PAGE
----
Sunday Cooking — Eggplant Every Which Way But Loose


Even if I didn’t love to eat eggplant, I‘d probably buy it anyway. (I’ve had almost zero success growing it, sadly). Those gorgeous purple-black Italian varieties, the long, slim Ichiban, which are perfect for the grill, chubby striated Listada de Gandia and those bright lavender-purple Neons make beautiful – if perishable — decorations in addition to meals.

Eggplant is one of those vegetables that the Anglo-Saxons among us – at least those of a certain age – have come to fairly late, so it’s taken a while for us to hunt up recipes. But they abound. Tons on the internet – some linked below –while in Gourmet Today I counted 17, and Bon Appetit Cookbook has 8 more that are completely different from those. (The competition between them was a good thing.).

Eggplant is used in lots of different cuisines, evidenced by its several names: aubergine; melongene; brinjal; guinea squash. It makes great vegetarian meals — spicy Lebanese eggplant and garbanzo stew, eggplant calzones with four cheeses and basil, eggplant parmesan, roasted eggplant stuffed with rice or couscous, sautéed vegetables, herbs and cheese, and eggplant soufflé. There’s baba ganoush, caponata, which is great for hors ‘d oeuvres on crackers (or if, as I often do, you eat hors d’oeuvres for supper, caponata is the salad/veg and crackers the carb portion of the meal), tempura’d eggplant slices dipped in adobo and mayo sauce with lime, roasted eggplant soup with grilled poblano and crème fresh (or sour cream or yogurt) and spicy African, chicken and peanut soup. Then there’s Greek moussaka, a casserole that solves the problem of how to feed 6 people on one pound of meat. Three words: to. die. for.

One cup of eggplant boiled and drained (gack, who’d eat it like that?) is only 33 calories. It’s a member of the nightshade family, which includes tomatoes, potatoes, tomatillos, hot peppers and tobacco (which is why tobacco mosaic virus can affect your tomato and eggplant plants). It’s high in Vitamin K, Thiamin, B6, Folate, Potassium and Manganese, and is a very good source of dietary fiber. But go easy with the saltshaker.  Many recipes call for salting it before you use it to draw out the moisture, but if you don’t rinse the salt off and pat slices dry (what a pain!) you’ve added more salt than you most likely need in either the recipe or your diet.

One super-easy recipe for eggplant was given me by potter Joan Reed years ago. Italian Eggplant, a layered vegetarian dish, takes about 10 minutes to put together, is hearty, healthy and delicious, and uses a lot of the things we’re seeing in the farmers’ market at the moment. Even Visigoths, who want meat meat meat, like this one.

Italian Eggplant Casserole

1 eggplant, thinly sliced

2 summer or zucchini squash, thinly sliced

1 cup uncooked spaghetti in 1-inch pieces

1 cup chopped celery

1 green pepper, thinly sliced

8 oz mozzarella (or any combo of cheeses – cheddar, gruyere, mozzarella, whatever, Joan uses all cheddar)

16 oz. tomato sauce or spaghetti sauce (home-canned works fine)

2 tsp Worcestershire

½ tsp salt

1 garlic clove, minced

pinch oregano

Combine tomato or spaghetti sauce, Worcestershire, salt, garlic and oregano. Layer half vegetables, then spaghetti then cheese then tomato sauce in a greased 3-quart casserole. Repeat with remaining. Bake covered at 350F for 1-1 ½ hours. You can easily add two layers of ground meat to this recipe for your hard-core Visigoths.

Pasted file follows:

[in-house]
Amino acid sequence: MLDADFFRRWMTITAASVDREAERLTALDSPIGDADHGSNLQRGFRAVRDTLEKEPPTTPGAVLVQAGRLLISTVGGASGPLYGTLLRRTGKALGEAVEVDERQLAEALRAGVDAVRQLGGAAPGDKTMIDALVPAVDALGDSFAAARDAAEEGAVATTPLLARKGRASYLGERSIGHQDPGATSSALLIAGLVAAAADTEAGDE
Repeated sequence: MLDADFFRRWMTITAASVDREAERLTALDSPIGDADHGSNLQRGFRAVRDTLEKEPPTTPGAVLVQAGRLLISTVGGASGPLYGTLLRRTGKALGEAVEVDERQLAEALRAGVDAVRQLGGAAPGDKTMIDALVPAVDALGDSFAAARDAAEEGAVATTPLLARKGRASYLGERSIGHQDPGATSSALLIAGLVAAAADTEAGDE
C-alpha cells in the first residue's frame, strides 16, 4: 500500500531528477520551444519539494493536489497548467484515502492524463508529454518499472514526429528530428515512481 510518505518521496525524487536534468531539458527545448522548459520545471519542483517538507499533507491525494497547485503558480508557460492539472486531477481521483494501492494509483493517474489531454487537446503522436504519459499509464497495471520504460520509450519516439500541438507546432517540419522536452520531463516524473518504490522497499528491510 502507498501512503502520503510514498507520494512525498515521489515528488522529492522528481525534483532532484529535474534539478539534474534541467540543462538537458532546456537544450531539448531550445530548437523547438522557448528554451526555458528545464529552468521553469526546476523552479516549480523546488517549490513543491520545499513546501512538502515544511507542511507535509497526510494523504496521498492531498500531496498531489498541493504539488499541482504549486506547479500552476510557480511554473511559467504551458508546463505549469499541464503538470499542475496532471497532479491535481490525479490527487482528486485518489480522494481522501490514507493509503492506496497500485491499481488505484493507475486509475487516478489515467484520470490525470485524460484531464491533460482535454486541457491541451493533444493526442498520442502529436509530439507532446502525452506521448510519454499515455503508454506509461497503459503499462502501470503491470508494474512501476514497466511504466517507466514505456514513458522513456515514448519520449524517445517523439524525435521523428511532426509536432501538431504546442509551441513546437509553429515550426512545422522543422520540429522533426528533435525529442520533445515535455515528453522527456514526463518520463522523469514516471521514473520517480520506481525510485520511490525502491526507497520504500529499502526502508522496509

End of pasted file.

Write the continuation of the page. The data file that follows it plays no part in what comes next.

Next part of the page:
There are plenty of moussaka recipes on the web, each different, but the one I use is adapted from a cookbook a friend gave me more decades ago than I like to count. You can substitute ground beef for the ground lamb, but I’m tellin’ ya, it ain’t the same.

1 pound ground lamb

1 medium eggplant, thin-sliced

2 cups tomatoes, skinned, seeded and chopped or one 15 oz. can, drained (you can make Bloody Marys with the drained juice)

2 cups fresh spinach leaves

1 small onion, diced

2 tsp cinnamon

1 tsp nutmeg

2 cloves garlic, minced

2 tsp fresh oregano or 1 tsp dried

3 tblsp fresh basil

¾ cup finely grated Parmesan

1 ½ cups béchamel (white sauce)

freshly ground pepper, maybe a dash of salt

Sauté ground lamb in a small dollop of olive oil with onion, garlic, cinnamon and pepper. Pour off rendered fat then put the meat into the bottom of a 4-quart casserole. Layer the thin slices of eggplant on top, covering the meat. Sprinkle oregano over eggplant. Layer tomatoes over that, then basil leaves. Cover that layer with plenty of fresh spinach leaves, mashing them down to lay as flat as you can get them and dust with nutmeg.  Then cover the whole thing, to seal it, beneath a layer of béchamel. Top that with grated Parmesan and bake in 375F for 50-60 minutes. When it’s done, the casserole is sunk down some, bubbly and the Parmesan is browned. (If you cut into it and the eggplant isn’t quite done, stick it back in for another 10 minutes or so.). Let the casserole sit for 10 minutes before you scoop into it with a big spoon so you get all the layers together. This is really nice with toasted garlic bread. And of course, robust red wine.

There are two caponata recipes here to give you ideas. You can make it with a variety of things. I usually do eggplant, garlic, onion, peppers, tomato, black olive and red wine and sometimes add a bit of chopped prosciutto and lemon basil.



Letters to Editor

  1. jenifer says:

    Mmm mmm mmm, Nancy, you make everything sound sinfully good!

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